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She’s a crazy old lady.
Specifically, the old woman is one of those crazy people who has an obsession. She doesn’t seem happy unless she’s hassling someone over that obsession – in this case a parking spot that she believes, incorrectly, is the sole dominion of her pizza shop in Upstate New York. The space is shared by a neighboring convenience store, and the old woman regularly harangues the staff, the store manager, and the store’s customers and vendors.
She demands they stay out of her parking spot. She hurls invective and abuse at people just trying to shop or to do their jobs. And whenever possible, she calls the home offices of vendors and spins elaborate yarns about the misbehavior of those companies’ employees … all in the name of protecting that parking spot from usurpation. The ongoing nuisance is well-known to the convenience store’s staff, and they will apologize at length to anyone who runs afoul of their neighbor.
We all know a crazy person. What makes this particular crazy lady significant is that she owns a pizza shop. When the story of her behavior was related by a reader, the natural response was to look up the crazy lady’s pizza shop on Yelp.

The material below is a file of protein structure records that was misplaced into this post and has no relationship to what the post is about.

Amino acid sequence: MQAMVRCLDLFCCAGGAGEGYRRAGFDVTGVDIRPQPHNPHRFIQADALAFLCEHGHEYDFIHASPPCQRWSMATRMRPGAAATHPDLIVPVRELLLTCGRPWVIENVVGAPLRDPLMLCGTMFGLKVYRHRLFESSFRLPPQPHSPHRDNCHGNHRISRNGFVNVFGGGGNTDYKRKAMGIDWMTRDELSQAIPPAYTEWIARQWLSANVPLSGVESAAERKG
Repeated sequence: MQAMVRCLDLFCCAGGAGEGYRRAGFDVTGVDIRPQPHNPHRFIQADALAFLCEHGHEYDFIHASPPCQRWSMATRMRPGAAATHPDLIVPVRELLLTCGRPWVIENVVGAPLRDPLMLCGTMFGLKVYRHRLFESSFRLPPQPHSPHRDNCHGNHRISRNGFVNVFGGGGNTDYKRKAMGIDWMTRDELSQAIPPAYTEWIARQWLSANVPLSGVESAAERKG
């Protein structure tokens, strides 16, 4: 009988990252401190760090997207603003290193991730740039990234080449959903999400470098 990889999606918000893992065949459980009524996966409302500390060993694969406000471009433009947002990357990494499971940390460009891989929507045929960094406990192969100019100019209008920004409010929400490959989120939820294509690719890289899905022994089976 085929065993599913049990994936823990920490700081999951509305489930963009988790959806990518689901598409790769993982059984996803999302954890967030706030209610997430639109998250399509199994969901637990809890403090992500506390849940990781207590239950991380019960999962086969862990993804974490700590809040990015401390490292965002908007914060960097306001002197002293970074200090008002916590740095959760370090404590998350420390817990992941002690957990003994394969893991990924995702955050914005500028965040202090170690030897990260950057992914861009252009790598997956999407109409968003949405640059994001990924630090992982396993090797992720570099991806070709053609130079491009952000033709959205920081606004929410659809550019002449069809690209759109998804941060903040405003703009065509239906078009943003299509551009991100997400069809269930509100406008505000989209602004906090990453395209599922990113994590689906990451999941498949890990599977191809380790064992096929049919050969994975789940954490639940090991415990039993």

Yelp is a popular site that hosts, among other things, reader-contributed restaurant reviews. Like so many online review sites, no attempt is made, nor would it be possible, to verify the truth or falsehood of the reviews. This is the double-edged sword that is the proliferation of crowd-sourced opinion aggregates online. There is no product, no service, no public individual engaged in business who cannot be affected, positively or negatively, by the existence of an online opinion.
Shop for anything on Amazon and you will see evaluations of virtually every product. Look up your doctor or your dentist and you will see experiences listed with these professionals. Type in the name of anyone you know who is engaged in commerce with the public and you may get hits relating to alleged interactions with these neighbors. Who knows? Some of the opinions might even be true.
In the case of the crazy lady with the pizza shop, the reviews of her business weren’t good. “Crust like cardboard” and (imagine that) brusque service were among the more frequent complaints. It has probably occurred to you that, were you one of the vendors or customers harassed by this woman, the most natural response would be to leave a negative review online. The hope, of course, would be that future customers will be discouraged from going there. This woman’s behavior, quite unrelated to her food or her service, is sufficient motivation. Irked by the former, you may easily and with the touch of a few keys state publicly what you think of the latter..
This is the business landscape against which we all must operate.
Recently, the owners of a business called “Amy’s Baking Company” in Arizona found out the hard way how your personal and even your online behavior can affect your virtual reputation. The business was profiled by Fox Network’s “Kitchen Nightmares.” That’s when their troubles began in earnest.